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The Car Seat Printed Out of Thin Air

May 04, 2018

technology-3d-carseat

3D printing is having a moment. Given the technology’s relative accessibility (and definite novelty) most of us know someone who’s tried to a print a neon soap dish or a miniature chess set in their basement.

While you can’t custom-print your own convertible just yet, Toyota certainly shortened the ETA with their groundbreaking 3D-printed car seat. Created through a collaboration with the additive manufacturing lab Materialise, the resulting prototype was lighter in weight, and far less cumbersomely designed than conventional seats on the market. Why does weight matter, you ask? “Specifically for automotive parts, weight reduction brings benefits in many different areas. The most evident advantage is that a lighter car uses less energy, which is both a benefit in terms of ecological sustainability as well as improving the vehicle’s performance,” explains Kristof Sehmke, PR Manager at Materialise. “In addition, lighter weight parts could enhance safety since a light car has a shorter brake distance than a heavy car.”

To manage these feats, Materialise used an innovative laser-based slicing and dicing process that reduced the weight of Toyota’s original seat by 18kg (an incredible 72% drop). Beyond its improved efficiency, the final product was also beautiful to behold—equally resembling the human brain’s neurological wiring and an H. R. Giger design straight out of the Alien franchise.

For those who don’t consider themselves “techies” or “makers,” 3D printing uses a specialized machine that lays down successive layers of material to create a three-dimensional object from a digital blueprint. The 2015 Toyota/Materialise prototype marked a landmark in automotive seat design, but perhaps its greatest impact was on the technology that was used to make it: Materialise developed an entirely new cell structure to fill in the lower density areas of the seat, and to cut down on the file size of the finished design, the company pioneered a new method of transmitting 3D printing data.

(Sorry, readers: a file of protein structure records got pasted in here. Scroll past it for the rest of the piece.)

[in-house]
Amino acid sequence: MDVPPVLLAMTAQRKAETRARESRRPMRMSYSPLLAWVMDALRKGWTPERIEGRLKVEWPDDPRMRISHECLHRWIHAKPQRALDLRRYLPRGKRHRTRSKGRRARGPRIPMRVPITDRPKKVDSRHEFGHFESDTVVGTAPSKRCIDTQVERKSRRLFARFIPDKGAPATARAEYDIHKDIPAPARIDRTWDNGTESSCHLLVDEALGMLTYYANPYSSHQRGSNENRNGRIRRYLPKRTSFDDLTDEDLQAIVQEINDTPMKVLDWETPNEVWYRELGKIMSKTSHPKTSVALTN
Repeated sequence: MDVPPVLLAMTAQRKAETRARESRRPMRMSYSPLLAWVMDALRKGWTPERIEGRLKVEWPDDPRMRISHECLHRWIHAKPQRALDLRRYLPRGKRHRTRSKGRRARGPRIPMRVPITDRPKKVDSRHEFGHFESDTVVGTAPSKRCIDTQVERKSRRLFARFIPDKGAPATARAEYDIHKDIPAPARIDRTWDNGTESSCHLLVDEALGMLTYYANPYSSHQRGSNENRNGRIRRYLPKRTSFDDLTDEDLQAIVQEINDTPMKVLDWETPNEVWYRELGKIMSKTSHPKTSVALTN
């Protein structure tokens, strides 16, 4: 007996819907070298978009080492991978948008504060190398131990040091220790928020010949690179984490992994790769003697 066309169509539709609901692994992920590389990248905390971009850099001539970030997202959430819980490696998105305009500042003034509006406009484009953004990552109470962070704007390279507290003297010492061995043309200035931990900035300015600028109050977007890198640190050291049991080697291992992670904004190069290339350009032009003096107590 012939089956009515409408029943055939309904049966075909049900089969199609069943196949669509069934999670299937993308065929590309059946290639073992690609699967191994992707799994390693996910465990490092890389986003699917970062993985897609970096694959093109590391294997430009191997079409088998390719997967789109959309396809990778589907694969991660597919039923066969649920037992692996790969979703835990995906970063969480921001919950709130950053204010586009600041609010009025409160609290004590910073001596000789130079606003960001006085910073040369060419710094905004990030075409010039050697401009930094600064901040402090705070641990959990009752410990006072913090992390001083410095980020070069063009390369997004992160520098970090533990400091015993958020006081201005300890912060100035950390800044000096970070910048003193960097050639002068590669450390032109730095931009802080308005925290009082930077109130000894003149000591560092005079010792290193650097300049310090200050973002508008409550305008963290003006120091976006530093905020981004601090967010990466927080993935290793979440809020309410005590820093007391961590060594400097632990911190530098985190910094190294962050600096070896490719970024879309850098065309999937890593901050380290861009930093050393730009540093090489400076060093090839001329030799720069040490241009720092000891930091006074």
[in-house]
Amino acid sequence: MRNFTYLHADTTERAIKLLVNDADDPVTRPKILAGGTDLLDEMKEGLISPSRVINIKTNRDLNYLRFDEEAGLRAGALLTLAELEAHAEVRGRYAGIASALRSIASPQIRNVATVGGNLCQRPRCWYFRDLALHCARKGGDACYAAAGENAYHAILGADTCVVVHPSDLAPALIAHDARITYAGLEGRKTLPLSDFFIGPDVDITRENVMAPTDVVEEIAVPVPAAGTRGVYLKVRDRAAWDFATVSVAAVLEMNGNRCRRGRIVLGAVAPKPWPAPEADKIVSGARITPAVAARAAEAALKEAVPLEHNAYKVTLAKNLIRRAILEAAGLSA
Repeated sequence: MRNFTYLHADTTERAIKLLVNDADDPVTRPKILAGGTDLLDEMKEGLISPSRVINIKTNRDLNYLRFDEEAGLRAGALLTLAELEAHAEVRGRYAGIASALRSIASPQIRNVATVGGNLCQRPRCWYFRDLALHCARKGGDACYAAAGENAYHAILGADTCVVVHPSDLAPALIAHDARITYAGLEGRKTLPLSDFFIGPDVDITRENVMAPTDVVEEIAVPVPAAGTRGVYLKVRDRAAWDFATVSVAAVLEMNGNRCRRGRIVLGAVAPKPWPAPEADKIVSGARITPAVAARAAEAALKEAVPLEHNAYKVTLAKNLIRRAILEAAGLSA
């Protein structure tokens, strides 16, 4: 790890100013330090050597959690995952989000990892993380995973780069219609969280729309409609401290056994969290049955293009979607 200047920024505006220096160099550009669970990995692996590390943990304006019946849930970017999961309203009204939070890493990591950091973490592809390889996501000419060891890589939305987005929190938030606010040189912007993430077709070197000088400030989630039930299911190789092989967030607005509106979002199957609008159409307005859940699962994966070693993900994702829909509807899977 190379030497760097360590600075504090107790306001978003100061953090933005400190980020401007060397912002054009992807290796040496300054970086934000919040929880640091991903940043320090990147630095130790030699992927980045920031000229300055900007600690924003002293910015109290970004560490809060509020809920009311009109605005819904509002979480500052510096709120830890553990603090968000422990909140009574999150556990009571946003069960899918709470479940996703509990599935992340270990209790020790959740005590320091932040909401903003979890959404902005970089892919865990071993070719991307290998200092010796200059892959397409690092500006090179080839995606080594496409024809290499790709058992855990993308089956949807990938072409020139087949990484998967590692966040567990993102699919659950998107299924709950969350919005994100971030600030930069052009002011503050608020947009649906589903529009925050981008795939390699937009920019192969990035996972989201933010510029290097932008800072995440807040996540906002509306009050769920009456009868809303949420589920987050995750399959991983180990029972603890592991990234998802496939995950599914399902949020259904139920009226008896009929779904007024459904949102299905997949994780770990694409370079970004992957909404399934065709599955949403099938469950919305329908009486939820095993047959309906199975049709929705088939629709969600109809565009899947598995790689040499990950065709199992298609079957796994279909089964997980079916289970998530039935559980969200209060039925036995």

With technological developments accelerating so rapidly, it’s hard to underestimate the potential of 3D printing on automotive manufacturing. Instead of building everything in multiple factories and shipping these parts around the world, a local factory with 3D printing facilities could produce full-scale vehicles. In addition to saving on the cost of shipping the parts, there’s also a consumer benefit: In the future, we may be able to head to the dealership, select everything from our car’s dashboard display fixtures to our door trim using 3D printing, then drive home with a fully customized product within days.

“When it comes to the automotive industry, we expect that additive manufacturing will play an even more important role in the future as both emerging and established automotive companies are increasingly extracting the benefits of the technology,” notes Sehmke. “However, we believe in using the technology to add value, as opposed to literally reinventing the wheel for the sake of it.”

As noted in the Economist, major manufacturing advances like 3D printing often take time to catch on, and only later does their real significance become apparent. “Throughout the 1980s factory bosses scratched their heads over Taiichi Ohno’s Toyota Production System and its curious methods, such as the just-in-time delivery of parts,” wrote the magazine. “Now it is the global benchmark for factory efficiency.”